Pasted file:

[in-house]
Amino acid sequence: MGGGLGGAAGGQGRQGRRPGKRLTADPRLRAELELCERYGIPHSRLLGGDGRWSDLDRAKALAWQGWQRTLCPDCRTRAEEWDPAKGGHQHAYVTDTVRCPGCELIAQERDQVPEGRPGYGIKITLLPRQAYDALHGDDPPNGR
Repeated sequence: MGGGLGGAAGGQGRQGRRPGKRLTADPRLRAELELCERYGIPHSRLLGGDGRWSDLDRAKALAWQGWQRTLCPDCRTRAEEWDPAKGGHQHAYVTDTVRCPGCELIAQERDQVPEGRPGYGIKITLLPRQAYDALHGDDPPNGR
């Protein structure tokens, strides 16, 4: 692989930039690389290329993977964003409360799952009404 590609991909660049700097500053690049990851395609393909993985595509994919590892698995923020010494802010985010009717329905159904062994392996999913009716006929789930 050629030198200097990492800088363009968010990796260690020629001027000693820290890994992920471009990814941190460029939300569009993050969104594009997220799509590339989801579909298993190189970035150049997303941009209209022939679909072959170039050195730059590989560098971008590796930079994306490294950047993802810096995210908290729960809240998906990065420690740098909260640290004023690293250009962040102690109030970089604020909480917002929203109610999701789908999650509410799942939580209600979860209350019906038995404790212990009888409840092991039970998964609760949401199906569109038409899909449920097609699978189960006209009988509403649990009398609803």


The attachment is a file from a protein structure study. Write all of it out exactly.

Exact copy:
[in-house]
Amino acid sequence: MGGGLGGAAGGQGRQGRRPGKRLTADPRLRAELELCERYGIPHSRLLGGDGRWSDLDRAKALAWQGWQRTLCPDCRTRAEEWDPAKGGHQHAYVTDTVRCPGCELIAQERDQVPEGRPGYGIKITLLPRQAYDALHGDDPPNGR
Repeated sequence: MGGGLGGAAGGQGRQGRRPGKRLTADPRLRAELELCERYGIPHSRLLGGDGRWSDLDRAKALAWQGWQRTLCPDCRTRAEEWDPAKGGHQHAYVTDTVRCPGCELIAQERDQVPEGRPGYGIKITLLPRQAYDALHGDDPPNGR
């Protein structure tokens, strides 16, 4: 692989930039690389290329993977964003409360799952009404 590609991909660049700097500053690049990851395609393909993985595509994919590892698995923020010494802010985010009717329905159904062994392996999913009716006929789930 050629030198200097990492800088363009968010990796260690020629001027000693820290890994992920471009990814941190460029939300569009993050969104594009997220799509590339989801579909298993190189970035150049997303941009209209022939679909072959170039050195730059590989560098971008590796930079994306490294950047993802810096995210908290729960809240998906990065420690740098909260640290004023690293250009962040102690109030970089604020909480917002929203109610999701789908999650509410799942939580209600979860209350019906038995404790212990009888409840092991039970998964609760949401199906569109038409899909449920097609699978189960006209009988509403649990009398609803």